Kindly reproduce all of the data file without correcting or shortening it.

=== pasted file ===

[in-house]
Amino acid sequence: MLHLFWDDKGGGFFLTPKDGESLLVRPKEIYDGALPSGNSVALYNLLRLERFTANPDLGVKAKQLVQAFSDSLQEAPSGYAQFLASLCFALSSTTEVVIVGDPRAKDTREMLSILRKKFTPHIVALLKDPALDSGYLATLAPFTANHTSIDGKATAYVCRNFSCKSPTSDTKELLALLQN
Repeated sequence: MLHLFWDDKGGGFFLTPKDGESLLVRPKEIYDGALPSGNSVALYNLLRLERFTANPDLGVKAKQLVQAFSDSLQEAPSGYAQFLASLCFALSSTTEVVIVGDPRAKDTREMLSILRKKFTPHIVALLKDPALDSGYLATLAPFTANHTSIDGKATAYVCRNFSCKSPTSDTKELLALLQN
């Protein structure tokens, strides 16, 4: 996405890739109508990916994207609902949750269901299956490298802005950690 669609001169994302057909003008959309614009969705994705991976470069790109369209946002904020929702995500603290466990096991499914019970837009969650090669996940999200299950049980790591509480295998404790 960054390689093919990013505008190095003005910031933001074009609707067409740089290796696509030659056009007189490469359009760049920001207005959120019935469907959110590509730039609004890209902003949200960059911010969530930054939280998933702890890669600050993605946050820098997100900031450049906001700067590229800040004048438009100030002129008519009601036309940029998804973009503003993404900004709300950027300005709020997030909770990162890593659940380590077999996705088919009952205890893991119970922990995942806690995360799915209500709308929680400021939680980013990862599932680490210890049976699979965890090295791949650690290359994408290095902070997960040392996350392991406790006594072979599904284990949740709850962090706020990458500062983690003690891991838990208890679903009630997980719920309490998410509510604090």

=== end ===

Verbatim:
[in-house]
Amino acid sequence: MLHLFWDDKGGGFFLTPKDGESLLVRPKEIYDGALPSGNSVALYNLLRLERFTANPDLGVKAKQLVQAFSDSLQEAPSGYAQFLASLCFALSSTTEVVIVGDPRAKDTREMLSILRKKFTPHIVALLKDPALDSGYLATLAPFTANHTSIDGKATAYVCRNFSCKSPTSDTKELLALLQN
Repeated sequence: MLHLFWDDKGGGFFLTPKDGESLLVRPKEIYDGALPSGNSVALYNLLRLERFTANPDLGVKAKQLVQAFSDSLQEAPSGYAQFLASLCFALSSTTEVVIVGDPRAKDTREMLSILRKKFTPHIVALLKDPALDSGYLATLAPFTANHTSIDGKATAYVCRNFSCKSPTSDTKELLALLQN
């Protein structure tokens, strides 16, 4: 996405890739109508990916994207609902949750269901299956490298802005950690 669609001169994302057909003008959309614009969705994705991976470069790109369209946002904020929702995500603290466990096991499914019970837009969650090669996940999200299950049980790591509480295998404790 960054390689093919990013505008190095003005910031933001074009609707067409740089290796696509030659056009007189490469359009760049920001207005959120019935469907959110590509730039609004890209902003949200960059911010969530930054939280998933702890890669600050993605946050820098997100900031450049906001700067590229800040004048438009100030002129008519009601036309940029998804973009503003993404900004709300950027300005709020997030909770990162890593659940380590077999996705088919009952205890893991119970922990995942806690995360799915209500709308929680400021939680980013990862599932680490210890049976699979965890090295791949650690290359994408290095902070997960040392996350392991406790006594072979599904284990949740709850962090706020990458500062983690003690891991838990208890679903009630997980719920309490998410509510604090």